The building behind the girls and to the left was, at least at one time, a Barrett camp. I think sometimes people bought them and made them more permanent homes even if they didn’t live in them year-round. The family’s name sounded like Brown-eyes but I don’t remember how it was actually spelled. Oh, I do remember: William and Irene (Douglas) Brauneis. Irene Douglas’ brother (a close friend and fishing buddy of my uncle) and his wife and family and his parents lived in the large house at the top of the hill behind the camps that was not a camp. I think the Brauneis family lived in theirs, maybe even full time eventually, long after we had moved.

The next home which looks altogether different was rented out in the summer, too, but I have no idea who lived in it. In the next camp to that one, not in the picture, a Mrs. Morrison spent the summer and her daughter and family, the Kilroys, would join her for a few weeks. Mrs. Kilroy had grown up in Gloucester. I hung around with daughter Carol and brother Robert the part of the summer when they were in town…Henry and Pauline (Osmond) Garvey and family lived in the Barrett camp that abutted our property on (what was then) Stage Fort Avenue. Great family. They would summer there from Tuckahoe, New York, but both had been brought up in Gloucester. ”- David Collins

*author’s note – more on this connection later

Byron Brooks on line catalogue (updated)

 

#CHOOSEGLOUCESTER VIDEO SERIES: MEET GLOUCESTER HIGH GRADUATE KEVIN NOLAN

For Kevin Nolan, Gloucester High School was a springboard to the world of mechanical and electrical engineering at Virginia Tech University.

Kevin says Gloucester High teacher Kurt Lichtenwald taught him about engineering and physics through hands-on projects and classroom teaching, allowing kids to learn about science in whatever way they learn best.

“I’m grateful for the education I got at Gloucester High School,” Kevin says. “My experience being here has been some of the best few years of my life.”

Watch Kevin’s story:

Fourth in a series of video profiles about why students and their families choose the Gloucester public schools. Read the introductory post about the #ChooseGloucester series here. You can also check out the student video profiles of Lizzie LusterAustin Monell and Delaney Benchoff.

#CHOOSEGLOUCESTER VIDEO SERIES: MEET GLOUCESTER HIGH STUDENT DELANEY BENCHOFF

Ask her about Gloucester High School, and Denise Benchoff will tell you about the teachers who come in during the summer to help her daughter Delaney and other kids get a jumpstart on their classes.

“I see a lot of dedication with the teachers,” says Denise, whose older daughter graduated from Gloucester High and went to the University of Delaware to study mechanical engineering. “I’ve talked with a number of parents whose kids have gone on to great colleges. I am happy I chose the Gloucester schools.”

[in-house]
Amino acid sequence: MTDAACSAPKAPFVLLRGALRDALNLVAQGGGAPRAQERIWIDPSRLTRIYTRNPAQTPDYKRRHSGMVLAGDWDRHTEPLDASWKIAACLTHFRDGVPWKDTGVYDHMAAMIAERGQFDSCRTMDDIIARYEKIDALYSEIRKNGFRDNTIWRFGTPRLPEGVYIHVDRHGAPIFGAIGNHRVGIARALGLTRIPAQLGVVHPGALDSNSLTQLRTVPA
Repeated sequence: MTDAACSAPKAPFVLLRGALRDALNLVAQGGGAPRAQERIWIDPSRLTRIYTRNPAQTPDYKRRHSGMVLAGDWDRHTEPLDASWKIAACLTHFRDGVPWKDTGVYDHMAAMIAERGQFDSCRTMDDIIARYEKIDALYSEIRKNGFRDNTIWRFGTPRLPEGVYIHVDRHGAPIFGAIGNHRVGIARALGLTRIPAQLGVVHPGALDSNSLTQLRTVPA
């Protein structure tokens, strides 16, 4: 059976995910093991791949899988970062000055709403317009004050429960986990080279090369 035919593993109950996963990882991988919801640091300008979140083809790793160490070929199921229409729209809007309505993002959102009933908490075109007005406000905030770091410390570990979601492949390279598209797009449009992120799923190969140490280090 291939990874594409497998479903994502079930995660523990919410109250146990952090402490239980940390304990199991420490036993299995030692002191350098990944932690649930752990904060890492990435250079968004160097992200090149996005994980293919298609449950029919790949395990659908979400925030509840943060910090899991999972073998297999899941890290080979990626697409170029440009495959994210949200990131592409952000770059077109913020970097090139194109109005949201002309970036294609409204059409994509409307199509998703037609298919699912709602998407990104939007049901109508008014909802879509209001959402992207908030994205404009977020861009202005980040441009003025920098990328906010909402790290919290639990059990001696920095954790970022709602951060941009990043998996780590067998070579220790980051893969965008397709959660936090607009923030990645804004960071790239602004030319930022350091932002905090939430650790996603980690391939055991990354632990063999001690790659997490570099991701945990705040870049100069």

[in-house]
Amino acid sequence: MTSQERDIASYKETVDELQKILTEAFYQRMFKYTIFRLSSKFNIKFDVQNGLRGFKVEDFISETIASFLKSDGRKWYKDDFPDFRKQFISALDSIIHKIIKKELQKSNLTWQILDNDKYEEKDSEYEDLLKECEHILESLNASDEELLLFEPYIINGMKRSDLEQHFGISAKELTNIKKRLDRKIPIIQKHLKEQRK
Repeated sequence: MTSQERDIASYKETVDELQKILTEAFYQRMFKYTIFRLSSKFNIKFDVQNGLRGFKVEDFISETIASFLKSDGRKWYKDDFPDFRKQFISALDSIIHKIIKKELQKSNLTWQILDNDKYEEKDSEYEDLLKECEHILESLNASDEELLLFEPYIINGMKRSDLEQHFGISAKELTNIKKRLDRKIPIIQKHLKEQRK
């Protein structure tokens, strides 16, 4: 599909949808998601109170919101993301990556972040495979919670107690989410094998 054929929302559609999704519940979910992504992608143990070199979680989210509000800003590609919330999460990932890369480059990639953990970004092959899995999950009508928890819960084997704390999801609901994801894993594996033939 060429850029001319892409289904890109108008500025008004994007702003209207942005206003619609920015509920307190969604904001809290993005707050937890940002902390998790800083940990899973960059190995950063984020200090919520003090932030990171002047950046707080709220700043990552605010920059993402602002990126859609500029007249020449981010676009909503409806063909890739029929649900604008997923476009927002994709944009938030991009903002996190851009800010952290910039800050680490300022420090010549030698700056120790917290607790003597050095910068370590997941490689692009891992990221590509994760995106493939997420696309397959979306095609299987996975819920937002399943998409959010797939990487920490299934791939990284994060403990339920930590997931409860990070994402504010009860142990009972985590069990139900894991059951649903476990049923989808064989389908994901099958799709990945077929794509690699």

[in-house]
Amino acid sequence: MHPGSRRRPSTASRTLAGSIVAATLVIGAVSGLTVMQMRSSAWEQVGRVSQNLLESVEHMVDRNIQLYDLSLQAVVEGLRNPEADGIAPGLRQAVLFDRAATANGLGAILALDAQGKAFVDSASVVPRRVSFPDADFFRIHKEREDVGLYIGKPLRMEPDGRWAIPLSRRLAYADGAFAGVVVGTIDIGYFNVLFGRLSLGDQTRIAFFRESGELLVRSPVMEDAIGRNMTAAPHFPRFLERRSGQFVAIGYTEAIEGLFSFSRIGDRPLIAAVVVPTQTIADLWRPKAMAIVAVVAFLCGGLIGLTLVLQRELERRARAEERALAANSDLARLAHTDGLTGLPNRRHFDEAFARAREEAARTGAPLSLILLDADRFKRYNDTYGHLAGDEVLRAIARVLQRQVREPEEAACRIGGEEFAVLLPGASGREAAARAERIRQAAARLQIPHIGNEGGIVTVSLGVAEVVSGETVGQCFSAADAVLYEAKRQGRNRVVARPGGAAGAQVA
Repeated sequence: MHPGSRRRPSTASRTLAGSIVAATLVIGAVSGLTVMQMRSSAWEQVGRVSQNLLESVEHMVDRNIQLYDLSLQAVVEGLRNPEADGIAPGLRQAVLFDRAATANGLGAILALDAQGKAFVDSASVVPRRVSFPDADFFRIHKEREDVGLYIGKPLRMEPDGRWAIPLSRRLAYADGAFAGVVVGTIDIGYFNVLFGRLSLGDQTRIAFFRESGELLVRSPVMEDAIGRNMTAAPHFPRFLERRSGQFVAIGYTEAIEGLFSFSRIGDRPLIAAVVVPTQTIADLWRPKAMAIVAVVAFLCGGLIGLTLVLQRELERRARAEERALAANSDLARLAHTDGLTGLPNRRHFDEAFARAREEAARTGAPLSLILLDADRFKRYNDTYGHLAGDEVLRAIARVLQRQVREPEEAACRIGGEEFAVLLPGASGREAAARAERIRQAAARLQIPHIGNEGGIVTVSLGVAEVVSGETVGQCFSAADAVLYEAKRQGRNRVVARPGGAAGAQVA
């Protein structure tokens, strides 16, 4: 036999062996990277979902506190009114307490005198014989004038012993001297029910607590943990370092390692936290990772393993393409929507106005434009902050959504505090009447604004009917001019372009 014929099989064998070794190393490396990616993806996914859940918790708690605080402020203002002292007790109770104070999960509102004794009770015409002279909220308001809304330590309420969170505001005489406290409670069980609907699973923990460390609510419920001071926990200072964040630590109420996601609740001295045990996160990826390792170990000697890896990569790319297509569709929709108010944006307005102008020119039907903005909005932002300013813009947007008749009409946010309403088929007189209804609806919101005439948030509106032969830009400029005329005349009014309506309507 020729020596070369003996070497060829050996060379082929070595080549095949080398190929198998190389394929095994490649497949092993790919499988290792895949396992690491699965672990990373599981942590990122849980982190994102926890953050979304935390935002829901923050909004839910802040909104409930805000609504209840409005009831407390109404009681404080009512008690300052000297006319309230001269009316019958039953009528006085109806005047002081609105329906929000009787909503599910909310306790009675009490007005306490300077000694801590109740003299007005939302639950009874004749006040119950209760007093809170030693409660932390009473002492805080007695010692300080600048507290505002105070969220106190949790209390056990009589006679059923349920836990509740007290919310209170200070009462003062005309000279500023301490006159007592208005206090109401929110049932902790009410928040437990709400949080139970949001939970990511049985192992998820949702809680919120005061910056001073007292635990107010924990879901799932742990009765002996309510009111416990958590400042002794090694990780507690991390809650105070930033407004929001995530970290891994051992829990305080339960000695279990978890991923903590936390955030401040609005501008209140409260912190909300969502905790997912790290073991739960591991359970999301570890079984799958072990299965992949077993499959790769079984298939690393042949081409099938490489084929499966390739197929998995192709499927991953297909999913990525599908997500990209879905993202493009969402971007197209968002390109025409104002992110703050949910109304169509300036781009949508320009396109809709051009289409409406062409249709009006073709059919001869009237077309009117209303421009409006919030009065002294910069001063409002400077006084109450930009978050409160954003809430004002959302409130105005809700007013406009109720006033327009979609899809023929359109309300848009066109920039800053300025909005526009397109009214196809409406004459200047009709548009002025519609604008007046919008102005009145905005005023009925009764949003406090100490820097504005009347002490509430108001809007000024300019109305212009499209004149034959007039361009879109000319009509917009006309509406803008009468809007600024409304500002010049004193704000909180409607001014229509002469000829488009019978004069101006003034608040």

Watch Delaney’s story:

This is the third in a series of video profiles about why students and their families choose the Gloucester public schools. Read the introductory post about the #ChooseGloucester series here. The first profile of student Lizzie Luster is here and the second profile of Austin Monell is here.

#ChooseGloucester Video Series: Meet Gloucester High Student Austin Monell

Austin Monell loves science. At Gloucester High School, he’s built a hovercraft and electric skateboard as part of a bunch of hands-on engineering classes the school has for students. Gloucester High was named the top program in the state by the Massachusetts Technology Education and Engineering Collaborative.

“Between the teachers and the serious students, they share this passion and they mutually motivate each other,” says Austin’s mom, Alison. “His teachers get as excited as he does about some of the projects he’s working on.”

Watch Austin’s story:

This is the second in a series of video profiles about why students and their families choose the Gloucester public schools. Read the introductory post about the #ChooseGloucester series here and the first profile of student Lizzie Luster here.

#ChooseGloucester video series: Meet Gloucester High student Lizzie Luster

First in a series of video profiles about why students and their families choose the Gloucester public schools. Read the introductory post about the #ChooseGloucester series here.  

Lizzie Luster was diagnosed with a learning disability in elementary school. Her mom, Ann Marie, says school is not easy for her. But through her own hard work and help from teachers at Gloucester High School, Lizzie is now taking honors and Advanced Placement courses in preparation for college.

“Her teachers pushed her to be better, to go beyond what she thought was possible,” says her mom. “They’ve allowed her to see the type of student she can be.”

Watch Lizzie’s story:

 

Introducing a New Good Morning Gloucester Video Series: #ChooseGloucester